50 years ago, one of science fiction's greatest series was in development. The original Star Trek series was born out of desperation as much as inspiration, and a recent book called These Are The Voyages reveals tons of insane behind-the-scenes details. You think you know Star Trek? Here are tons of details you probably didn't know.

These Are The Voyages is a passion project which author Mark Cushman started working on in the 1980s, with the cooperation of Gene Roddenberry and other creators of the show. And Cushman and co-author Susan Osborn have done an astounding job of pulling together tons and tons of previously unknown info, as well as a startling "warts and all" approach to the creation of the series. There are volumes of These Are The Voyages covering the first and second seasons of the show, and we read the first volume.

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The main thing that comes across in reading this book is just how much conflict there was going on during the making of the original Trek — and not just between Gene Roddenberry, NBC and Desilu, but also among the show's producers. You get the impression that Roddenberry and original showrunner John D.F. Black (who provides a foreword) were constantly at each other's throats. Roddenberry would solicit scripts from science fiction legends like Richard Matheson and Harlan Ellison, and then rewrite them completely — and sometimes it would be pretty obvious that Roddenberry had been drinking heavily before taking a scalpel to the work of these famous writers. Meanwhile, Roddenberry was constantly trying to include more explicit sexuality in Trek, and this was a constant battle.

But at the same time, it's clear that a lot of the early episodes were lacking in drama and pacing until either the studio or Roddenberry decided to punch them up. A lot of the early script drafts seem to have been missing elements that add a lot more urgency or interest to the story — for example "The Enemy Within" didn't have the crewmembers stranded on the frozen planet, an addition that Matheson hated.

The other thing that comes across in reading this book is that a lot of the people who worked on Star Trek were doing really experimental, somewhat avant garde work for television of the time. Everything from the lighting (which was more cinematic and less "flat" than other TV shows at the time) to the editing and direction (which used some camera setups that made it harder for the networks to do cuts, and sometimes used filmic artistic techniques to cut from shot to shot, like the bloody handprint in "Enemy Within) was more like a movie setup, and less like the TV factory model.

Small wonder that the show was constantly going over budget, and the filming was often running an hour or more late and taking up extra days. And some episodes were requiring four or five months of post-production.

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These Are The Voyages goes through, episode by episode, and shows you the whole process from first draft to filming — and you get to see just how much this show was being made by the skin of everyone's teeth, and how incredible it is that the show actually survived out of its first year.

We already told you some facts you never knew about TOS , but here's another huge helping of surprising facts.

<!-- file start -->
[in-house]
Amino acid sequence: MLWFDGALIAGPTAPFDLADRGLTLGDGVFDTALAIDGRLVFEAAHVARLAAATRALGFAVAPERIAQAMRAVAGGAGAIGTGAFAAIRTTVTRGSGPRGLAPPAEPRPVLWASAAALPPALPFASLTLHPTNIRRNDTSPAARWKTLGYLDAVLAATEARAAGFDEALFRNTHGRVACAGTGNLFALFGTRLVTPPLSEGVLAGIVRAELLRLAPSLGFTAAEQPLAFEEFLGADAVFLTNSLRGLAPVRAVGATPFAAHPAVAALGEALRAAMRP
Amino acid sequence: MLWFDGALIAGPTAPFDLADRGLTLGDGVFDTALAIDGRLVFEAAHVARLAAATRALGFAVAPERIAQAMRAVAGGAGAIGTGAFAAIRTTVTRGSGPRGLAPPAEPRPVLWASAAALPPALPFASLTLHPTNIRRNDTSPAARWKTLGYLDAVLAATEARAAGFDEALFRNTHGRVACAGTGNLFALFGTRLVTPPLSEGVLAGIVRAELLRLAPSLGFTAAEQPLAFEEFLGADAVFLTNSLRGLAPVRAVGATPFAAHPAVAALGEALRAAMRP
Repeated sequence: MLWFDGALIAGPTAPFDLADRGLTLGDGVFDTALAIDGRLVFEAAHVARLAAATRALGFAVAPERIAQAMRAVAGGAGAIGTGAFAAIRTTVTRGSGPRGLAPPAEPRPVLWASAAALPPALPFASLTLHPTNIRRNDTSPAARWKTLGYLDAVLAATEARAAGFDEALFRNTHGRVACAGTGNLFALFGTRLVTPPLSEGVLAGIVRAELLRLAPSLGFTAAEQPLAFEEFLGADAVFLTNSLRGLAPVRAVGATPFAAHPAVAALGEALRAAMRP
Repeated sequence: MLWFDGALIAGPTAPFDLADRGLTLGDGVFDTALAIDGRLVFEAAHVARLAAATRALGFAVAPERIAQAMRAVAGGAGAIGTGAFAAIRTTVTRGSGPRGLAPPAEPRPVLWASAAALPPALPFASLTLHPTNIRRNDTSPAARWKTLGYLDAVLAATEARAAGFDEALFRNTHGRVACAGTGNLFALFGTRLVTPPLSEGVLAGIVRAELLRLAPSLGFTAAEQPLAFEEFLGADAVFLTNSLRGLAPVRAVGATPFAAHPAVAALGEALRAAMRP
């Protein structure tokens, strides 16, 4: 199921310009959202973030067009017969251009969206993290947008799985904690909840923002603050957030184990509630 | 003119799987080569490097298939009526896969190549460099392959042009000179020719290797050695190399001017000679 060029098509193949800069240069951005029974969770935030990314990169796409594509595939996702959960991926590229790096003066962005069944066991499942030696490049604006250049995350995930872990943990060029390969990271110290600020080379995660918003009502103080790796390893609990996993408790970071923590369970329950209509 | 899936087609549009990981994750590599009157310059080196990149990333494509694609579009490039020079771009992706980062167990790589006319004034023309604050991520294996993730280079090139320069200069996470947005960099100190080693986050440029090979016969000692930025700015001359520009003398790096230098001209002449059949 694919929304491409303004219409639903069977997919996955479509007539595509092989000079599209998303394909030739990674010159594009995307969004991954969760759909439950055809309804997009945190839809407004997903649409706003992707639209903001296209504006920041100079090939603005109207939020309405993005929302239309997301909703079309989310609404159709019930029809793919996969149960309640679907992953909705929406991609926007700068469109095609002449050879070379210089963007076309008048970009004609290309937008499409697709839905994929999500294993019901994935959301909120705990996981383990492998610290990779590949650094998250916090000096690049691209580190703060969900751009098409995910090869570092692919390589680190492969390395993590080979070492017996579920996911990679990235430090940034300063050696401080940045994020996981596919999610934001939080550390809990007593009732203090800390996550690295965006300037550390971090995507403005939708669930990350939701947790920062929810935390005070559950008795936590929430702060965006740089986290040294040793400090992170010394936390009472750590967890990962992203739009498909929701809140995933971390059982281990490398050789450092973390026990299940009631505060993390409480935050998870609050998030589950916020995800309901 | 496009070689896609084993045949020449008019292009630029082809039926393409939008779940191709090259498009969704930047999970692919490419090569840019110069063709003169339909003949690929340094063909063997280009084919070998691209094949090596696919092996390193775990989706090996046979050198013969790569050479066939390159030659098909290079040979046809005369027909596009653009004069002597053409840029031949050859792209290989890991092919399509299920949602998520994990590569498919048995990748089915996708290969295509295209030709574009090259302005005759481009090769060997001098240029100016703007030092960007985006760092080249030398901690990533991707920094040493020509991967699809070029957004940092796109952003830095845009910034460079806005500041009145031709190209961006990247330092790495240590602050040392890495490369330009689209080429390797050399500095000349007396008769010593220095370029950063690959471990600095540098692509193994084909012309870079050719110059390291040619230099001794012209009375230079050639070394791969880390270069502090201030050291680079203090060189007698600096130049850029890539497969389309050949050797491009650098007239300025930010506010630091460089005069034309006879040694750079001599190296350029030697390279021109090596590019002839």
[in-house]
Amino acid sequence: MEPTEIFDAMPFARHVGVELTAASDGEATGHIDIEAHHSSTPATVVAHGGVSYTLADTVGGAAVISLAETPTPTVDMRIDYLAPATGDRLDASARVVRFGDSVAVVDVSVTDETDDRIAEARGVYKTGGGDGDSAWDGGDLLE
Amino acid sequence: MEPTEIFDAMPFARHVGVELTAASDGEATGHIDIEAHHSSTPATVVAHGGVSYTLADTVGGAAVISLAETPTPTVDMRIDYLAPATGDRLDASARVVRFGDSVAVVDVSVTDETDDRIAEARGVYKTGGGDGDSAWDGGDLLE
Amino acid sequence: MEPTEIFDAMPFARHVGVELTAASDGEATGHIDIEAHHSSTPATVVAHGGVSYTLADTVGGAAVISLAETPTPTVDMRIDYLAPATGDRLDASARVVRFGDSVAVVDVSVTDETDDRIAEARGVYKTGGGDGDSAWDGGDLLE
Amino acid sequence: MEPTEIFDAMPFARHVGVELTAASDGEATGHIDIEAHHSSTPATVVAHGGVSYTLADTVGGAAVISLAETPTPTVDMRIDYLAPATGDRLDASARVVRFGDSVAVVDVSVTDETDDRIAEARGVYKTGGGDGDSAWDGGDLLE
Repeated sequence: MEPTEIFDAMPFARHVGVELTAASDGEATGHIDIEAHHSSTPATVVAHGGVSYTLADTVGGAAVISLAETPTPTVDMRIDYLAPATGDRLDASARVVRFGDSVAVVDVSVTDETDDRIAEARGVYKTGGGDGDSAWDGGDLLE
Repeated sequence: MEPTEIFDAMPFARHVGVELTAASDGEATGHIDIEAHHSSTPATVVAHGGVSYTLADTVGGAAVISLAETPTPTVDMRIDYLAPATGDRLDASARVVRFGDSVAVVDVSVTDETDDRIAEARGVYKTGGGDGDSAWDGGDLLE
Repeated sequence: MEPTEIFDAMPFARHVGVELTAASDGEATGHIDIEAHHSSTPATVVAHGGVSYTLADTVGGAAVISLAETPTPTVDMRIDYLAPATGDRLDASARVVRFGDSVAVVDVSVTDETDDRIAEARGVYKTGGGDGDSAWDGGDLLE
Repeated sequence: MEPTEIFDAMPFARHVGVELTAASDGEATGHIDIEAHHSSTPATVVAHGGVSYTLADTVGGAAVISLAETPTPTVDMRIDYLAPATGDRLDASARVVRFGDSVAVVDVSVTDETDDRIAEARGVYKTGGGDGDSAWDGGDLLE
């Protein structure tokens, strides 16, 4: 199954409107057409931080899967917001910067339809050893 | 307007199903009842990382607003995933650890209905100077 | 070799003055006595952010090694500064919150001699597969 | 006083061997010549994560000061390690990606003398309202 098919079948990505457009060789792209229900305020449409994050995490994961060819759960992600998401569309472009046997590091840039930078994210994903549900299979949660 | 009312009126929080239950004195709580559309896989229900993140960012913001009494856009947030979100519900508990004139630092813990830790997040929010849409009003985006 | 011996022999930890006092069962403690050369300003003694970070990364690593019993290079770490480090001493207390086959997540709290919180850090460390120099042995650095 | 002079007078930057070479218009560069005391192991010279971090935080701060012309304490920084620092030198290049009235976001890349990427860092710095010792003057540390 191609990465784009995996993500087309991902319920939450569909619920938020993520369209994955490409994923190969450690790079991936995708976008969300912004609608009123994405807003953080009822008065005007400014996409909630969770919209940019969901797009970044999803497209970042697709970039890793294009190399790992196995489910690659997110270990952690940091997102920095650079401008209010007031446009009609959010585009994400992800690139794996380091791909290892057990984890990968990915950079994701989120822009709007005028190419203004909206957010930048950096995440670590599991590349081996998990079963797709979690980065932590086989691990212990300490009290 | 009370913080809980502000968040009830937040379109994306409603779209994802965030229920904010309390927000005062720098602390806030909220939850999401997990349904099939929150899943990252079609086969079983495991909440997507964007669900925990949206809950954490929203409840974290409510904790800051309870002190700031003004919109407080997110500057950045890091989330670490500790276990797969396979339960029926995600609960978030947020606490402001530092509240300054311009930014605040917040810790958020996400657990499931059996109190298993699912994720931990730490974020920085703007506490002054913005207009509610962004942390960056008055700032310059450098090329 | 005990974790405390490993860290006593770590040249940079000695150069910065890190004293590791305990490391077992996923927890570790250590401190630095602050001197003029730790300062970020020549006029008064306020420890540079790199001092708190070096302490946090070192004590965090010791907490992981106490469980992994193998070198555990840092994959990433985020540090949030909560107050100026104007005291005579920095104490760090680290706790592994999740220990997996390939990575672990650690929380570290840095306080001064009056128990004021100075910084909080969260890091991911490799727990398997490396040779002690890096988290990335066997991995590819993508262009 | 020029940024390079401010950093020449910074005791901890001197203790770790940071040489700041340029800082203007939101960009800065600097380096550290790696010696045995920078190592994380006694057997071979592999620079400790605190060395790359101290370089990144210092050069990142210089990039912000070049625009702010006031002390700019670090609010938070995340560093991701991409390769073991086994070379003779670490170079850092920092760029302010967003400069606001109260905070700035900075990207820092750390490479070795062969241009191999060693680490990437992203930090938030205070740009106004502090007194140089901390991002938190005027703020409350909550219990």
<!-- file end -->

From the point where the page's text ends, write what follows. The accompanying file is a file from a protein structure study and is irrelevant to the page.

Gene Roddenberry was a speechwriter for the LAPD. You might have known Roddenberry was a beat cop before he got into television (by submitting stories to Dragnet), but did you know he wrote highly philosophical, lofty speeches for L.A. Chief of Police William H. Parker? Parker was in the process of "modernizing" the LAPD at the time, giving it more paramilitary organization and equipment, which arguably led to some of the police department's most controversial moments in later years — and Roddenberry was the one who helped sell this to the public. "It was only when he forgot he was a philosopher and began to think he was God that he got into trouble," Roddenberry later said of his old boss. "I have gotten into trouble the same way."

You should love Lucy. When Desilu was deciding to make Star Trek, studio owner Lucille Ball was unclear on the concept — she thought it was going to be a show about USO performers who would go and visit troops who were stationed in foreign countries. You know, stars going on a trek. She was often heard referring to it as "that South Seas show." Once the pilot was ordered, Herb Solow finally told Ball the truth about the show she was making — and she was speechless. But when the Desilu board of directors tried to pull the plug on Trek before filming, Ball was the one who decided to keep it alive — because she was convinced the show would make money, in the end. Later, rumor has it when they were filming "Where No Man Has Gone Before" and the camera tracks were getting gummed up with the weird dust they were using for the planet's surface, Lucille Ball personally went out with a broom, in front of the stunned crew, and swept the tracks clean herself.

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"If it were not for Lucy, there would be no Star Trek today," one exec is quoted in the book as saying.

Commander Koenig could have been Spock. Martin Landau, who later starred in Space: 1999, was offered the role of the Vulcan science officer on the Enterprise. But he turned the role down, because "I felt the emotional range of the character was too limiting." Also offered the role of Spock: DeForest Kelley, whom the studio had already vetoed for the role of the ship's doctor. (Kelley turned down Spock, and eventually the studio relented on letting him be the doctor, after the first two pilots were filmed.)

Roddenberry wanted the Enterprise to fly upside down. Of course, there's no "up" and "down" in space, but the Enterprise is usually shown with its saucer section and nacelles upwards. But the model they originally made was top-heavy, so it swung upside down on its cord so the saucer and nacelles were down. Roddenberry liked it better that way, leading to tons of arguments. Roddenberry had told the designers the Enterprise should have "no flames, no fins, no rockets." So they studied Flash Gordon and Buck Rogers to see what not to do.